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Monthly Archives: March 2016

Could “sea eggs” solve our energy storage problem?

Sea Eggs

According to Rebecca Harrington in Tech Science European countries have added so much renewable energy generation that they are undermining electricity grids that were designed for large-scale fossil fuel generation: “Since renewable energies like wind and solar can’t provide energy 24/7, battery storage captures it for when the wind’s not …

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Demand for electric cars could crash the Grid

SONY DSC

World electric vehicle (EV) sales grew by nearly 60% last year according to a new report from the Frankfurt School. Although EVs only make up a tiny fraction of vehicles on our roads, the fact that sales have grown in the face of low oil prices suggests that they could …

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More bad news in the North Sea

Oil Storm

Despite George Osborne’s budget measure to cut around £1bn of supplementary taxes on North Sea oil companies, investment in future production continues to fall. Until now, most of the losses resulting from low oil prices have been felt by the small oil companies.  However, global players like Shell and ConocoPhillips …

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The next generation of climate change disputes

Hydroelectric dam

As the tide of public opinion tips ever further toward the reality of climate change, a much greater arena of dispute has opened up.  Once we acknowledge that climate change is happening, we move on to the much thornier question of what we should do about it.  Here, the moral …

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The NHS is unprepared for climate change

Cumbria flooding

In an open letter to Jeremy Hunt, The UK Health Alliance on Climate Change warns that the NHS is unprepared for the impact of climate change, and that the government needs to act now rather than follow the usual practice of waiting until disaster strikes. The Alliance says that the …

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Housing affordability divide widens

London Apartments

Home affordability – the ratio between average city house prices and average gross local earnings – across UK cities has hit its worst level since the 2008 crash, according to Lloyds Bank’s Affordable Cities Review. The average UK city house price has risen to its highest ever level of £211,880 …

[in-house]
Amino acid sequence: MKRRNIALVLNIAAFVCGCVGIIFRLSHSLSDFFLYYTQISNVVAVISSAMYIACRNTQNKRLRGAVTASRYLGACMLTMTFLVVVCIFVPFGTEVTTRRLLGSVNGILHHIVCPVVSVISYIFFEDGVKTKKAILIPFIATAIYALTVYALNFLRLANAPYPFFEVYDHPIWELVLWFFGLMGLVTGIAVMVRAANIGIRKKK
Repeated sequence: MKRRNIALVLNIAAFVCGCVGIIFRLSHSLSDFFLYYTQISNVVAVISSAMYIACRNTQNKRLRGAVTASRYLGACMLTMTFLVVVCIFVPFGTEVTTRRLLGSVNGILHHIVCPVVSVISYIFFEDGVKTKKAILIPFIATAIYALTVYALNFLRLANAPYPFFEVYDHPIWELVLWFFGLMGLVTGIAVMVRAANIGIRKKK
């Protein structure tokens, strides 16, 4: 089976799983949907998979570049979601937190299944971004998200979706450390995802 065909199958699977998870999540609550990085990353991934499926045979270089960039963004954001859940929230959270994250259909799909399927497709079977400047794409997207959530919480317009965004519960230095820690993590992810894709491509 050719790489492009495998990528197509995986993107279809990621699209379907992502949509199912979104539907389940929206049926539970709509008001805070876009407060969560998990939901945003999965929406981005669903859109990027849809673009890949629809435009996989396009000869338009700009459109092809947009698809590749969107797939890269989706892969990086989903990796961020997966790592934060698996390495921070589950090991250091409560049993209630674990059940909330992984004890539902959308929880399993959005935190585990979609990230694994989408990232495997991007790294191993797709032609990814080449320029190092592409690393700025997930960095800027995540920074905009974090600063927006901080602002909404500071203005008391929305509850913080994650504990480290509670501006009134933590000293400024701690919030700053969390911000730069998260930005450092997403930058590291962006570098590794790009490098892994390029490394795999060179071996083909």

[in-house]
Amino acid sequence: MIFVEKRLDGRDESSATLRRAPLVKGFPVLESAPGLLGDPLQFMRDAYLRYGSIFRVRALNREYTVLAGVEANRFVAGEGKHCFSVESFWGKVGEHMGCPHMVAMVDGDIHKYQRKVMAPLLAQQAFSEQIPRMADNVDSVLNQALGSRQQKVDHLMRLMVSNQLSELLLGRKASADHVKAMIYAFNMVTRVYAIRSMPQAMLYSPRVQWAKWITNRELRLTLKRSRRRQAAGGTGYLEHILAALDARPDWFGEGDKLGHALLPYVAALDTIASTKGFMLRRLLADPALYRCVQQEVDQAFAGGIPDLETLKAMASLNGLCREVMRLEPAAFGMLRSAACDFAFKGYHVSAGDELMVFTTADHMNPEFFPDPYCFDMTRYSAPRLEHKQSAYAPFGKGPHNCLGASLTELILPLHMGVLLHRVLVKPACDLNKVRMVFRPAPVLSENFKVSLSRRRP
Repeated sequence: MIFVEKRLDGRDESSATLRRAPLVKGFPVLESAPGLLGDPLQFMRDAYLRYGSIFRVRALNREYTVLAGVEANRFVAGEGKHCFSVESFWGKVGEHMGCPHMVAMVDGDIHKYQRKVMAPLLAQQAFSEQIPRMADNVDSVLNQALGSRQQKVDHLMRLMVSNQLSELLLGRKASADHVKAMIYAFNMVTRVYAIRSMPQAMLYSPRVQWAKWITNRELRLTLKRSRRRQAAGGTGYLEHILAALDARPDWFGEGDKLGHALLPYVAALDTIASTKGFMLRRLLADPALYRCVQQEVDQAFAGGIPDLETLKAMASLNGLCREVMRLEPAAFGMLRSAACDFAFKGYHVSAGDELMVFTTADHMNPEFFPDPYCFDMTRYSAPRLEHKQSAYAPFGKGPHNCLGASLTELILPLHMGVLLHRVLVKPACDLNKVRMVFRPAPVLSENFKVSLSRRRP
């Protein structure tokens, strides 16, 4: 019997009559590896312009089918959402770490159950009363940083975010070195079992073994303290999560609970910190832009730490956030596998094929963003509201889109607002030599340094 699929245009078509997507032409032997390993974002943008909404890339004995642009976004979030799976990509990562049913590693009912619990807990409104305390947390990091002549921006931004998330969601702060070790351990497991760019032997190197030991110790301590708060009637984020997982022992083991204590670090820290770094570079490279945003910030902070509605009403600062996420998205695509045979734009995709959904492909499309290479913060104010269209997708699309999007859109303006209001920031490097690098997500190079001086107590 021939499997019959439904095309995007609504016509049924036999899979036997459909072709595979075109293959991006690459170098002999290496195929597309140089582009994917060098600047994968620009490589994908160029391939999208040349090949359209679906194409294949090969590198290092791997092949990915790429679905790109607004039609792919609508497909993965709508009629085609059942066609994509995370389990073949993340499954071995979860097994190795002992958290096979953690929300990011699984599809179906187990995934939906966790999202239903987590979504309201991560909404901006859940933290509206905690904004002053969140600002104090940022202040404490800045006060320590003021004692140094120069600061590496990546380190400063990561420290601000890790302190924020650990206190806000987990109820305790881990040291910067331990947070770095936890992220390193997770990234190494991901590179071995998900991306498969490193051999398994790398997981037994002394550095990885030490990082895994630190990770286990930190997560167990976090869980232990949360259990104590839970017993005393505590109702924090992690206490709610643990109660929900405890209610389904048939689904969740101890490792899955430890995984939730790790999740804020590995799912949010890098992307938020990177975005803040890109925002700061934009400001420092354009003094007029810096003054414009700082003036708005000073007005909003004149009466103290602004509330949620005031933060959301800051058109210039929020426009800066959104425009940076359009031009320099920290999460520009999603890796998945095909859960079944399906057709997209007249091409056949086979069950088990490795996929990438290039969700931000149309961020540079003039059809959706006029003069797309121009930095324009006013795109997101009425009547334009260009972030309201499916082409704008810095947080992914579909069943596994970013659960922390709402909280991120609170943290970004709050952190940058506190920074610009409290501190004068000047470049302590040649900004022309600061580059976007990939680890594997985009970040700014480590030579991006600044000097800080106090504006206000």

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The gig economy is pretty much Uber

Uber

The new digital economy in which more and more of us would be selling our time and skills to a host of clients via online “gig” platforms appears to be a myth according to Josh Zumbrun in the Wall Street Journal: “The so-called gig economy barely registers in traditional labor-market …

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Oil’s Minsky Moment… or something a lot worse?

Oil Crash

An editorial in the Financial Times notes the similarity between the volatility in traditional financial markets documented by economist Hyman Minsky and the new volatility in the oil market: “A period of stability leads to rising investment, financed by borrowing, which drives up asset prices until cash flows generated by those …

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Rooftop solar could provide 40 percent of US electricity

Rooftop Solar

A new study by the US National Renewable Energy Laboratory claims that rooftop solar alone could meet 40 percent of current US electricity demand.  The figure has been: “revised upwards by more than 80 per cent since the last study in 2008, mostly because of improvements of module efficiencies, building …

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